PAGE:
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Free Will vs. Determinism

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posted on Jan, 6 2004 @ 05:07 PM
Do you think we have Free Will? Or is everything in existence the effect of cause (e.g. Determinism)?

Why or why not?

I'd like to hear people's arguments for or against Free Will. Everyone is welcome to respond.


posted on Jan, 6 2004 @ 05:20 PM
This is a question I'm still grappling with, and will be for a long time to come, I imagine. Right now, I see everything is determined in a causal sort of way. We are determined to act. Inaction is also an action. We are determined, and also determine others with our actions and inaction. Now there's the problem of the first cause.

posted on Jan, 6 2004 @ 06:06 PM
I believe in free will. Bible buddies believe in determinism...whether they admit to it or not.

I think that if you take the bible as literally as some people tend to do, that you believe in determinism. If god was to know everything like it is accepted, past, present, and future, then he must know already what you are going to do in your life. I have been told this in those exact words before by christians. Guess that means....since he created us (creationalism), that he created us knowing what we were going to do ahead of time. So those of us in life who thought we made choices on our own...were already predetermined to make them.

That means they werent a choice.....and that our "all loving god" doomed us to eternal hell before we were born.

posted on Jan, 6 2004 @ 06:31 PM
The free will versus predestination debate: Calvinsim
[Pro-free will site, though I disagree]

Predestination, baby. (Or no God at all).

[Edited on 6-1-2004 by RANT]

posted on Jan, 6 2004 @ 06:34 PM
At the individual level, external versus internal locus of control. We each know where we stand on that.

posted on Jan, 6 2004 @ 07:30 PM
well I as well cannot find a solid answer for myself, but what about in the bible God is the alpha and omega (begginning and end) so wouldn't God already know who's gonna make the cut and who isn't

posted on Jan, 6 2004 @ 07:38 PM
The problem with free will is, why does it only extend to the human life? If we will return to a sinless state in Heaven, we will no longer have free will since we cannot choose to sin.

posted on Jan, 6 2004 @ 07:43 PM
I believe "we" have free will and that the actions and decisions that we make when applying free will result from or in "cause and effect".


posted on Jan, 6 2004 @ 08:21 PM
The way I see it, everything is predetermined. It has to be if God already knows everything thatw ill happen.

But since we don't know what will happen to us or what choices we will make in the future it's like having free will. If you don't know the ending, anyway.

posted on Jan, 6 2004 @ 09:20 PM
We always have the choice, and so, we are always responsible for them.

posted on Jan, 6 2004 @ 09:55 PM
It's all in the odds. Probability. What are the chances on you taking an action? What are the odds against you suceeding? Life is like a giant game of roulette. Chaos theory and whatnot own our lives to a degree.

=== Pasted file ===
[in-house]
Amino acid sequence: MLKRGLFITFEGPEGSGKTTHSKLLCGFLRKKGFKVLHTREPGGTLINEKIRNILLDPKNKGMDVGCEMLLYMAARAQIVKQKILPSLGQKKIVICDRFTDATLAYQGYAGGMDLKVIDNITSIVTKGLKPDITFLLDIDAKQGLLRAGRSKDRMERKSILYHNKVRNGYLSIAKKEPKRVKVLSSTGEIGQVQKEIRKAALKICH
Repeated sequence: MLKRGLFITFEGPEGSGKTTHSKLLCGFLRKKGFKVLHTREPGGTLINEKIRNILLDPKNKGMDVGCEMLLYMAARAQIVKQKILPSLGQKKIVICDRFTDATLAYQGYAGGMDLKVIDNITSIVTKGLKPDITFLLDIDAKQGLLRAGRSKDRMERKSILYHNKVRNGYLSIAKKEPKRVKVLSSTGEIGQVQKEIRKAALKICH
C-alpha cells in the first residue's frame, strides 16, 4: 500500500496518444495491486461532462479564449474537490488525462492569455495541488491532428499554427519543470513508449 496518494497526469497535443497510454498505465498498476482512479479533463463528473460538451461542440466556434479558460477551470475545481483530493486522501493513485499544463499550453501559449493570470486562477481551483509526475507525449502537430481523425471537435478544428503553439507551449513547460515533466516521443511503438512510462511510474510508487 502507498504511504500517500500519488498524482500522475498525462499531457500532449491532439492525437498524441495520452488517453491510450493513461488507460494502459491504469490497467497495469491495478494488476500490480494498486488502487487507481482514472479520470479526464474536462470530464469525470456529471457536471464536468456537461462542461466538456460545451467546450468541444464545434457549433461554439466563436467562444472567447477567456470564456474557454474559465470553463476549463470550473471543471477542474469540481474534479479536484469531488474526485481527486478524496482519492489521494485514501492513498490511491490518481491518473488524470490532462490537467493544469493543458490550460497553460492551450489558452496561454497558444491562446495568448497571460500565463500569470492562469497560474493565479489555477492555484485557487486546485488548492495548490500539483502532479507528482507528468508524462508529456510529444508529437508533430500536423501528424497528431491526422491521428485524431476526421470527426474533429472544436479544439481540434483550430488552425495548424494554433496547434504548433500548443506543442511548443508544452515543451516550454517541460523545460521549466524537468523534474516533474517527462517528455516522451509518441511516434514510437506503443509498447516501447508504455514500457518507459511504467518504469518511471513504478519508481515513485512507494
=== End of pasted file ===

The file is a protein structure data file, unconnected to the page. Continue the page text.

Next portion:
posted on Jan, 7 2004 @ 12:18 PM
These are the kinds of topics I like the most.

Saying there is free will, we would have to say the physical attributes of something are random. Without randomness no free will, because otherwise the action before would make the action after happen 100% deterministic.

Electrons are thought of to have some randomness in them.
Now here is one of the thinkings which fits a deterministic world.
* The electron is bound between laws of physics which are action reaction.
* We would have a randomness which work together with those laws.
* Those laws make frames in which the random occurrences can happen.
* If there wouldn’t be frames, then the random occurrences could let everything happen, only that is not the case because they are bound within those laws.
* The actions-reactions are possible to know.
* That makes that the outcome of the movement of the electron minus the actions-reactions which we know the part which is random.
* This is already a method to know the effects in a certain moment in time which the randomness makes happen.
* However, because the electrons are bound between those actions-reactions, the randomness would have been different if the actions and reactions would have been different.
* This already implies that the actions of the so-called “randomness” is directly related to the other actions.

Some would say “but the randomness is apart from the actions-reactions and on a different area, so within those rules it works random, so the frames don’t make a difference”. The problem is the things which make the randomness happen, react to the laws of nature, so that reaction is also action-reaction and explainable.

posted on Jan, 7 2004 @ 03:05 PM
Thanks for the comments everyone. Very interesting to hear different points of view on this one.

I have a link to a physicist who feels that the act of observing may be the contributing factor to the "randomness" of quanta. Perhaps conscious energy has an impact on energies at the quantum level via other dimensions and contributes to the "randomness" or "Free Will".
I'm not sure what to think about this, but if any of you have the time and the smarts to understand this quantum mechanics fun stuff, take a look...

Peace be with you all,


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